Shortlisted Entries 2020
Canary in a Coalmine : The story of a landscape
Kamla Raheja Vidyanidhi Institute for Architecture and Environmental Studies | Mumbai
Landscapes of today are a result of a numerous layers of human intervention and engagement in the spatial history of time. The story of a landscape starts at the beginning of its life when it came into being. The landscape transforms and changes into various forms when it encounters human needs, which create stories of engagements generated with the landscape. The research is one such story of a coal mining landscape in Nagpur and how its birth, life and its near future is creating and affecting the various stories in its spatial history.
The coal mining industry is known worldwide for its highly risky and hazardous working environment with dystopic landscapes surrounding the workers. This thesis project looks at open pit coal mining landscapes. The research part documents the spatial history of the transformation of a coal mining landscape and the networks that it forms along its existence. In a developing nation of mass production, how does the production of coal affect the context? Whom does coal belong to? What happens to the land, people and ecosystems around the mine at the time of expansion of it? The aim is to study the positive and negative influences generated because of the landscape and question the future of it. The idea is to look at the landscape as a transgressive, yet progressive landscape and the associations it has with people and the surrounding area. At the same time, the research puts forth the question of what lies in the future story of this landscape when all the ores are used. Can an institute and program bring the dead landscape back to life while using the natural benefit of the pit?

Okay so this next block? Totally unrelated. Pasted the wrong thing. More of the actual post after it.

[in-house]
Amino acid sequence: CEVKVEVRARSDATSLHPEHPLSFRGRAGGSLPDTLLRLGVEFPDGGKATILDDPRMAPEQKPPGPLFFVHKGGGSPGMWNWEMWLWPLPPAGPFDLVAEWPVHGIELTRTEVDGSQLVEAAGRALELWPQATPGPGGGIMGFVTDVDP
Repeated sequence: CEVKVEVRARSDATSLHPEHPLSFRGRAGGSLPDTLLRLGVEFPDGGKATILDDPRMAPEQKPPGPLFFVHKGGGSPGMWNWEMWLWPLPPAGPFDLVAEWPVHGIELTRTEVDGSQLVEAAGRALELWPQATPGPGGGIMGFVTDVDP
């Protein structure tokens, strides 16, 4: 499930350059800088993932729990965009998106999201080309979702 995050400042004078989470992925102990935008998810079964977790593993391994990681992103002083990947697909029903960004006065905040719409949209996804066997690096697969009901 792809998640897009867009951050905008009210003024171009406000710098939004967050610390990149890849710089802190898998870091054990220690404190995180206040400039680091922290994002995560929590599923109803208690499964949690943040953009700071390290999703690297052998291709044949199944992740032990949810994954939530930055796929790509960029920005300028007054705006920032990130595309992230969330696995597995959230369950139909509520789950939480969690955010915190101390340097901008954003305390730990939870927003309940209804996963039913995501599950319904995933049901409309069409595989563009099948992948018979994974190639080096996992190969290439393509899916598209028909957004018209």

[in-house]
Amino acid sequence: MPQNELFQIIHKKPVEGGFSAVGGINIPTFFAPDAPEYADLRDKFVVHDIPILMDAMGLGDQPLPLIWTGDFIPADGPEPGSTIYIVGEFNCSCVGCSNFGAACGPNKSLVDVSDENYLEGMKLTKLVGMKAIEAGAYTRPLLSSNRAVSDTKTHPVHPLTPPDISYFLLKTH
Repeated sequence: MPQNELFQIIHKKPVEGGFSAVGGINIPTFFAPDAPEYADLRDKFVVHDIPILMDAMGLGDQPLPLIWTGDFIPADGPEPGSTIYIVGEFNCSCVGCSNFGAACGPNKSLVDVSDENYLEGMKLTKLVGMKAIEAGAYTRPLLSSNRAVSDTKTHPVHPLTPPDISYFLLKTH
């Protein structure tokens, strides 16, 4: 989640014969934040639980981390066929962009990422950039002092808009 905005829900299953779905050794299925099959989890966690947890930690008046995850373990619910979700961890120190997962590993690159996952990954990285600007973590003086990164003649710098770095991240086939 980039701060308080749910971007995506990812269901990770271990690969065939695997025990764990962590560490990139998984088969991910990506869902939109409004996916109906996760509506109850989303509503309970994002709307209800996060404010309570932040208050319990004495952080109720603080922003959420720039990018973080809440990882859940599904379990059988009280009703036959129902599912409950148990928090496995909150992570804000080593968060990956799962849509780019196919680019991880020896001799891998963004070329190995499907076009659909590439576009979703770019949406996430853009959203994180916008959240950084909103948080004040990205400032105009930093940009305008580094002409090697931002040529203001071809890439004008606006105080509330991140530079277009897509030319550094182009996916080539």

The proposed institute will sit at the edge of the quarry and will observe, evaluate and develop the quarry. The institute will thus use elements of nature – soil and residual coal for study, coal for building, water for collection and try to find better interfaces to the human and nature relationship. The quarry pit, which is a natural pool after being abandoned, will thus be used for the collection of water, which will be provided to the nearby villages which currently use wells as their basic supply. The institute will find ways to revive old or establish newer networks on site, making the site an active land.